Mike Bolsinger’s New Weapon
Best known for inciting a bench-clearing brawl between the Reno Aces and Albuquerque Isotopes last summer, the Los Angeles Dodgers could not have possibly anticipated that Mike Bolsinger would become a permanent fixture in their starting rotation this season. He was the quintessential “break glass in case of emergency” option when the powerhouse baseball operations duo of Andrew Friedman and Farhan Zaidi picked him up from the Arizona Diamondbacks for cash considerations last off season. After losing marquee free agent signee Brandon McCarthy to a torn UCL, which required Tommy John surgery last month, the Dodgers rotation suffered another crushing blow when news leaked out earlier this week that Hyun-Jin Ryu is opting to undergo season ending shoulder surgery. A perfect storm of devastating injuries and Bolsinger’s stellar early season performance (1.42 ERA with a 13.26 K% in 19 innings) at Triple-A have given him, along with Carlos Frias, an opportunity to stick in the rotation permanently.
Obviously the 25-year-old Frias, who held the Giants to one-run over seven innings earlier this week, is the more intriguing fantasy option of the pair, but the 27-year-old Bolsinger will likely cost less in all dynasty leagues to acquire via trade and is widely available on deeper league waiver wires. Bolsinger was atrocious in a brief stint with the Arizona Diamondbacks, going 1-6 with a 5.06 ERA in 10 appearances (nine starts), last season.
Given a new lease on life in Los Angeles, Bolsinger has taken full advantage, posting a 2-0 record with a 1.04 ERA through 17 innings (three starts). Aside from a mammoth home run served up to Giancarlo Stanton (no shame there son), he’s been virtually untouchable. The strikeout rate is actually down for Bolsinger (7.27 K/9) this year, but his walk rate has remained stable (3.12 BB/9). He’s also benefited from a microscopic .261 BABIP and a preposterous 98.6% strand rate, both of which are going to regress in time.
Coming into the season, Bolsinger profiled as an ideal back of the rotation starter in a best-case scenario. He’s made several adjustments to his arsenal, which gives him a realistic chance to reach that ceiling and stick in the Majors long-term. Most notably, he’s added a brand-new slider (throwing it 13% of the time), which now gives him four pitches and may explain his early season success.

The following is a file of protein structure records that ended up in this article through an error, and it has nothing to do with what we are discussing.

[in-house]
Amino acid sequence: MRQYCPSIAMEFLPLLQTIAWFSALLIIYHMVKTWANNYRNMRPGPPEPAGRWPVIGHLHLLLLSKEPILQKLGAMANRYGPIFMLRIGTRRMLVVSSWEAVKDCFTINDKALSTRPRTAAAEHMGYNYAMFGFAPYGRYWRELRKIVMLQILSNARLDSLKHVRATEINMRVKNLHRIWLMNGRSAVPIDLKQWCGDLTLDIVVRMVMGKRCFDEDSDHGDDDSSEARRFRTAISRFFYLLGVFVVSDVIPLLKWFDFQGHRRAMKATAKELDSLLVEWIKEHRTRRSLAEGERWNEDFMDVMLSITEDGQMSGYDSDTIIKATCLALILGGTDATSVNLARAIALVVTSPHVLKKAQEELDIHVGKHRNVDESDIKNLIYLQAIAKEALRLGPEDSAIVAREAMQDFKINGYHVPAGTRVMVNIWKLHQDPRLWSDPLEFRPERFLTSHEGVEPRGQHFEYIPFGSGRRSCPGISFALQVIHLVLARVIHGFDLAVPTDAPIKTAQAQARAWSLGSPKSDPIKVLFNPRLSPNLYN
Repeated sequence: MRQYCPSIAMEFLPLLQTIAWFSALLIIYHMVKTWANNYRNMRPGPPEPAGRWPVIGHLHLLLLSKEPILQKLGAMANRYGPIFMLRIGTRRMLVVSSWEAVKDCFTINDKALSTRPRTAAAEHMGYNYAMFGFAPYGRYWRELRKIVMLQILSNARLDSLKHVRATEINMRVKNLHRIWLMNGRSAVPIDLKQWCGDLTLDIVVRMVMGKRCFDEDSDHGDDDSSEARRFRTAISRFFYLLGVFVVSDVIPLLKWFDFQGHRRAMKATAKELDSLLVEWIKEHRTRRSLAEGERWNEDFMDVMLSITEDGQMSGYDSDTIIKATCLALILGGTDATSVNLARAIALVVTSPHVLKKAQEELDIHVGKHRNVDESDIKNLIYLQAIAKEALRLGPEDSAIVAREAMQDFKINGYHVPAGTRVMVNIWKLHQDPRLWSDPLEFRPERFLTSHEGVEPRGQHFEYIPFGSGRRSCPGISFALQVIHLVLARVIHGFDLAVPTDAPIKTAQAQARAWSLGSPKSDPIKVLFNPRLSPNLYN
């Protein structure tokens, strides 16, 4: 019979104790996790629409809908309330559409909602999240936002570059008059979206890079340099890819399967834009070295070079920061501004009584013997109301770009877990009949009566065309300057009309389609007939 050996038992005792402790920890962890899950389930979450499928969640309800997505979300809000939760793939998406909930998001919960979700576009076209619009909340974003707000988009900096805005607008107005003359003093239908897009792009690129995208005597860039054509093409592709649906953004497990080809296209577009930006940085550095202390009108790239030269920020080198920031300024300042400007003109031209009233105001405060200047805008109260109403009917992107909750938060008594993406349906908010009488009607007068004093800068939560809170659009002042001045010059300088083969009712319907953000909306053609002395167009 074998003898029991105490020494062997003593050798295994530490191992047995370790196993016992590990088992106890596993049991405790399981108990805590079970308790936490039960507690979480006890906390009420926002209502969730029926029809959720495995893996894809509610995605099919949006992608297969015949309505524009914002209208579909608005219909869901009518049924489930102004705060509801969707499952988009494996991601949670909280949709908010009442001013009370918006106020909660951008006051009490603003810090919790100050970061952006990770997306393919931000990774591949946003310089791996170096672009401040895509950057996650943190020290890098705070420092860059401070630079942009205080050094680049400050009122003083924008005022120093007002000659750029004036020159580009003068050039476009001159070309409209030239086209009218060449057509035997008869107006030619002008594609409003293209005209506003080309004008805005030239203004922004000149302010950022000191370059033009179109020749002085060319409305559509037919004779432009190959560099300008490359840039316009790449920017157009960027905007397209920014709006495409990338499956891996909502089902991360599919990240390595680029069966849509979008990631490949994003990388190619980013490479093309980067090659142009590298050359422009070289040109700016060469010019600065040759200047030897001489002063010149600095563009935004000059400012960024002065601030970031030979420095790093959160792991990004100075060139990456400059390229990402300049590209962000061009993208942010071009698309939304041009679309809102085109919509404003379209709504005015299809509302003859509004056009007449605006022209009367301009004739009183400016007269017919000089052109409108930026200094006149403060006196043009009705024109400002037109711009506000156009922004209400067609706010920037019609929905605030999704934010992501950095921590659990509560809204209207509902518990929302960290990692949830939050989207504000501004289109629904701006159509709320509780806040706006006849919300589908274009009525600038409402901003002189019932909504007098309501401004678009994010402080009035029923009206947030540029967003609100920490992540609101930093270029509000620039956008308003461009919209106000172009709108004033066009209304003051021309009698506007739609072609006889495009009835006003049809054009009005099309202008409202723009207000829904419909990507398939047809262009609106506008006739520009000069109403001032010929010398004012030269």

The slider has quickly evolved into Bolsinger’s best pitch, generating a 17.65 whiff percentage through three starts. According to Harry Pavlidis’ widely cited research on the Hardball Times from 2011, a league-average whiff rate on a slider is around 32 percent. The slider may not be a league-average pitch, but it’s worth noting that he is getting plenty of swings and misses on it.
When you add the slider into the mix, along with his curveball, it gives Bolsinger two weapons (instead of just the one he was working with in the past) to attack opposing hitters.
“It was a pitch that I thought wasn’t going to be as good as it was,” Bolsinger told J.P. Hoornstra of Inside The Dodgers in late April. “Throwing that fastball inside to righties and lefties, it opens up the other side of the plate so much. That’s where that slider compliments that inside pitch. That’s what I’d been most surprised about.”
Another noticeable change for Bolsinger is that he’s improved where he is locating his pitches. He’s done a masterful job working the outside corner against right-handed hitters, while working low and inside against southpaws. Bolsinger lived over the plate last season, he’s doing that a lot less this year, working around the perimeter of the zone instead.
This development not only explains his early season success, but likely gives some insight into the sharp increase in his ground ball rate, which has spiked into the elite range at 57.8%. It also may explain the dramatic increase in the amount of soft contact he’s generating, which has nearly doubled from 12.7% last year, to 23.4% this season.
Realistically, Bolsinger is never going to be a fantasy superstar. He doesn’t have the raw stuff necessary to become a top of the rotation starter in any universe (real or fantasy) but fantasy owners should acknowledge the legitimate improvements he’s made this season, adding a slider and improving his location. The difference between perennial contenders and also-ran franchises in dynasty leagues often comes down to rotation depth. Given the Dodgers black hole in the starting rotation and Bolsinger’s progress, he could provide plenty of fantasy value down the stretch this summer, and will cost nothing to acquire.